Global Investor

Bears gain the upper hand

Gurumurthy K | Updated on January 24, 2018


The rupee fell below 62 despite rosy GDP data

The short-term uptrend that was in place in the rupee since January seems to be losing steam. The rupee declining below 62 to a dollar last week has altered the near-term outlook. The currency began the week on a negative note, opening with a gap-down at 61.99. Strong US jobs data released on February 6, weighed on it during opening trades.

Strong economic growth is supposed to be good for capital flows and the exchange rate. But the rupee remained unmoved by the bit of statistical wizardry that saw an upward revision in GDP growth forecasts to 7.4 per cent for this fiscal. The currency traded weak and slumped to a low of 62.47 on Thursday. It recovered from this low to close at 62.19 on Friday. Nevertheless, it was down 0.79 per cent for the week.

GDP recalculation apart, other macro-economic releases were not so supportive for the rupee.

The Index of Industrial Production rose at 1.7 per cent in December 2014, as compared to 3.9 per cent in November.

The much-watched Consumer Price Index (CPI) inflation also inched higher to 5.11 per cent in January from 4.28 per cent the earlier month. The base year for CPI has been revised to 2012. India’s foreign trade data was released after the markets closed on Friday and had mixed news for currency markets. The trade deficit shrank to an 11-month low of $8.32 billion in January from $9.43 billion in December. Oil prices contributed to this shrinkage, with the overall import bill down by 11.4 per cent.

But a worrisome statistic was the 11.2 per cent decline in exports. Once oil prices begin to stabilise, currency markets are likely to fret over the deceleration in exports.

Foreign portfolio investors (FPI) took a breather last week, turning net sellers in both equity and debt after pumping in a whopping $7.2 billion over the preceding four weeks. FPIs sold $352 million worth of equities and $10 million in the debt segment for the week. The coming weeks will need a close watch as further selling could put the rupee under pressure. The week ahead is truncated with the market closed on Tuesday and Thursday. Therefore, the movement in rupee would be largely influenced by global factors.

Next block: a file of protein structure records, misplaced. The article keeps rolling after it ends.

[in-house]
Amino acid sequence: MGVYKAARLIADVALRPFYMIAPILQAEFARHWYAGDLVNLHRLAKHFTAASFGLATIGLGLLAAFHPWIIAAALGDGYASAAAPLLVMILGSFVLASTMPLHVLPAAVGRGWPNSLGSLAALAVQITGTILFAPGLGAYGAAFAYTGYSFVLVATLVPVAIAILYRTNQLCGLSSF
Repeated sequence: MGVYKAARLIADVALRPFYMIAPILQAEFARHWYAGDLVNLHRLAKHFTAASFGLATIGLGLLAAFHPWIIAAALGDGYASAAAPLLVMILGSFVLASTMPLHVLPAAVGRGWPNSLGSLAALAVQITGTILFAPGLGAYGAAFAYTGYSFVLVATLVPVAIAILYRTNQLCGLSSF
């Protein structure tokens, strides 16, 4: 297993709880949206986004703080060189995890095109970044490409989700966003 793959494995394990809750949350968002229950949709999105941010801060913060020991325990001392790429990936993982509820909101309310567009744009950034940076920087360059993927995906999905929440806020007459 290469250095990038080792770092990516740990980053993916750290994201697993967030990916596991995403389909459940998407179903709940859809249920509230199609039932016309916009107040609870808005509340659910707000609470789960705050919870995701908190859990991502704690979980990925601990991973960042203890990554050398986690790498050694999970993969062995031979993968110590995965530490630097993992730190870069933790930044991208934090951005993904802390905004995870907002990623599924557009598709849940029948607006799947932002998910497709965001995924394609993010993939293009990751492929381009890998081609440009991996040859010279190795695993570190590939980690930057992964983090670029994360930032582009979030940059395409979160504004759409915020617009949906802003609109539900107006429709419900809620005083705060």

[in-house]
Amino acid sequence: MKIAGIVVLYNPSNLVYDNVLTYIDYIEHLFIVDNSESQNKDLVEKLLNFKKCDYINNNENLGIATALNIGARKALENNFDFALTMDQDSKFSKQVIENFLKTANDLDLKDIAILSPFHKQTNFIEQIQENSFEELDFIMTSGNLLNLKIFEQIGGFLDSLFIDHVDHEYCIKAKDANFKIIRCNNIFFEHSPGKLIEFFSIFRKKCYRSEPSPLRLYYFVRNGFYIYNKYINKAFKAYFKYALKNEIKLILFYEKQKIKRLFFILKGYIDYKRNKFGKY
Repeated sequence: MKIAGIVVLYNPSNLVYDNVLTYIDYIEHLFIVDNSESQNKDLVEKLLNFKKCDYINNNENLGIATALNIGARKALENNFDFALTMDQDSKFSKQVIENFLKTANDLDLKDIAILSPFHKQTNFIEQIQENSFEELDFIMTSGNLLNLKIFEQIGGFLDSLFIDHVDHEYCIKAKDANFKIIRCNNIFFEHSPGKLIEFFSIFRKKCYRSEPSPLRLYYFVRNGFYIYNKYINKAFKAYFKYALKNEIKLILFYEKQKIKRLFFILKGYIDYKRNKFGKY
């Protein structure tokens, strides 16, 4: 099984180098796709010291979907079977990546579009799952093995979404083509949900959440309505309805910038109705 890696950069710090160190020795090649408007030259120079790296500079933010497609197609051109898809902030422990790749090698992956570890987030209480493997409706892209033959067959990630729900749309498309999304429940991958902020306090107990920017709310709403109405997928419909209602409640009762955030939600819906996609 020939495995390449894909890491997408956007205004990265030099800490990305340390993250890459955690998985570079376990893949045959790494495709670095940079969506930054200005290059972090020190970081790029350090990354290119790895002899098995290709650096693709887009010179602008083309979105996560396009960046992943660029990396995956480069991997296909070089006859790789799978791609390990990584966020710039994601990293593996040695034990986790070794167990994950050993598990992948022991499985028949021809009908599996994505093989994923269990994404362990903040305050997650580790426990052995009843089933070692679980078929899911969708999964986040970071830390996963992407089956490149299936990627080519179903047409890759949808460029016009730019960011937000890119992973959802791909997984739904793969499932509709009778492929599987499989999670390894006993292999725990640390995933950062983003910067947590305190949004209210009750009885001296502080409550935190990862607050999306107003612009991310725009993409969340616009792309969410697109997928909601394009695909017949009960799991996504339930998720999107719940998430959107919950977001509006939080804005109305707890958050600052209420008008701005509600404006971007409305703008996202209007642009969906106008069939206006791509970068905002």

Dollar outlook

The dollar index (94.18) failed to breach its resistance at 95 and has reversed lower from its high of 95.11. US retail sales falling for the second consecutive month triggered this reversal. Price action in the coming week will be crucial as the index is currently poised just above its short-term support at 94.12 (the 21-day moving average). A close below this support could pressure the index and it can then glide down to 93 or even 92.8.

The downtrend will only ease if the index decisively breaks above 95. In this event, the index can rise to 95.4 and then on to 95.65. Two key events scheduled for this week will need a close watch - the European Central Bank’s meeting on Wednesday and the US Federal Reserve’s release of minutes of its January meeting.

Rupee outlook

The fall below 62 last week has turned the short-term rupee outlook bearish. The reversal from the high of 62.04 to 62.2 on Friday suggests that the rupee is having to deal with selling pressure near the psychological level of 62.

A fall to 62.4 looks likely this week as long as the rupee remains below 62. A further break below 62.4 will accelerate the slide and could drag the rupee lower to 62.7 in the short term.

The rupee is expected to gain strength only if it breaches the psychological hurdle at 62. In such a scenario, it can strengthen to 61.8 and 61.6 in the short term. The medium-term view remains bearish. Key resistance is at 61, which is expected to limit the upside for the rupee. As long as the currency trades below 61, a fall to 64 cannot be ruled out in the medium term.

Follow us on Telegram, Facebook, Twitter, Instagram, YouTube and Linkedin. You can also download our Android App or IOS App.

Published on February 15, 2015
This article is closed for comments.
Please Email the Editor